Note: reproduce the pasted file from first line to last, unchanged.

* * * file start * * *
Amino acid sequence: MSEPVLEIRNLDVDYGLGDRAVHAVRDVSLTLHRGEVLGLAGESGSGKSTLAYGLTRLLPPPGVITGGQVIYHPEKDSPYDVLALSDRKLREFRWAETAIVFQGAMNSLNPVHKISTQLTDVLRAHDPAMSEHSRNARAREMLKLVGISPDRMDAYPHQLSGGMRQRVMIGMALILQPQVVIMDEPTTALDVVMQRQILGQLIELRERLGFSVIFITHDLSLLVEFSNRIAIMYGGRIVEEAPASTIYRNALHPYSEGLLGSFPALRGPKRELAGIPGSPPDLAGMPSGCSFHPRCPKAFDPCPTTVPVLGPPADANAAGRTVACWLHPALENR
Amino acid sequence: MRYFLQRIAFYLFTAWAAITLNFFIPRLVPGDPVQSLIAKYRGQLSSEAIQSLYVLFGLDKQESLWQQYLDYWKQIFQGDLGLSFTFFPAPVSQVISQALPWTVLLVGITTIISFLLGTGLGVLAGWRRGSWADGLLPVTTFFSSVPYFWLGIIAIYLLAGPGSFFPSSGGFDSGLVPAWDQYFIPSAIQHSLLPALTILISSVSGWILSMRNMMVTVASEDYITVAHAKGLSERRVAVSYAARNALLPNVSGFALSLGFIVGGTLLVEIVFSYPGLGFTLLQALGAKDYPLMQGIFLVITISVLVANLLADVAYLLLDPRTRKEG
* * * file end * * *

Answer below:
Amino acid sequence: MSEPVLEIRNLDVDYGLGDRAVHAVRDVSLTLHRGEVLGLAGESGSGKSTLAYGLTRLLPPPGVITGGQVIYHPEKDSPYDVLALSDRKLREFRWAETAIVFQGAMNSLNPVHKISTQLTDVLRAHDPAMSEHSRNARAREMLKLVGISPDRMDAYPHQLSGGMRQRVMIGMALILQPQVVIMDEPTTALDVVMQRQILGQLIELRERLGFSVIFITHDLSLLVEFSNRIAIMYGGRIVEEAPASTIYRNALHPYSEGLLGSFPALRGPKRELAGIPGSPPDLAGMPSGCSFHPRCPKAFDPCPTTVPVLGPPADANAAGRTVACWLHPALENR
Amino acid sequence: MRYFLQRIAFYLFTAWAAITLNFFIPRLVPGDPVQSLIAKYRGQLSSEAIQSLYVLFGLDKQESLWQQYLDYWKQIFQGDLGLSFTFFPAPVSQVISQALPWTVLLVGITTIISFLLGTGLGVLAGWRRGSWADGLLPVTTFFSSVPYFWLGIIAIYLLAGPGSFFPSSGGFDSGLVPAWDQYFIPSAIQHSLLPALTILISSVSGWILSMRNMMVTVASEDYITVAHAKGLSERRVAVSYAARNALLPNVSGFALSLGFIVGGTLLVEIVFSYPGLGFTLLQALGAKDYPLMQGIFLVITISVLVANLLADVAYLLLDPRTRKEG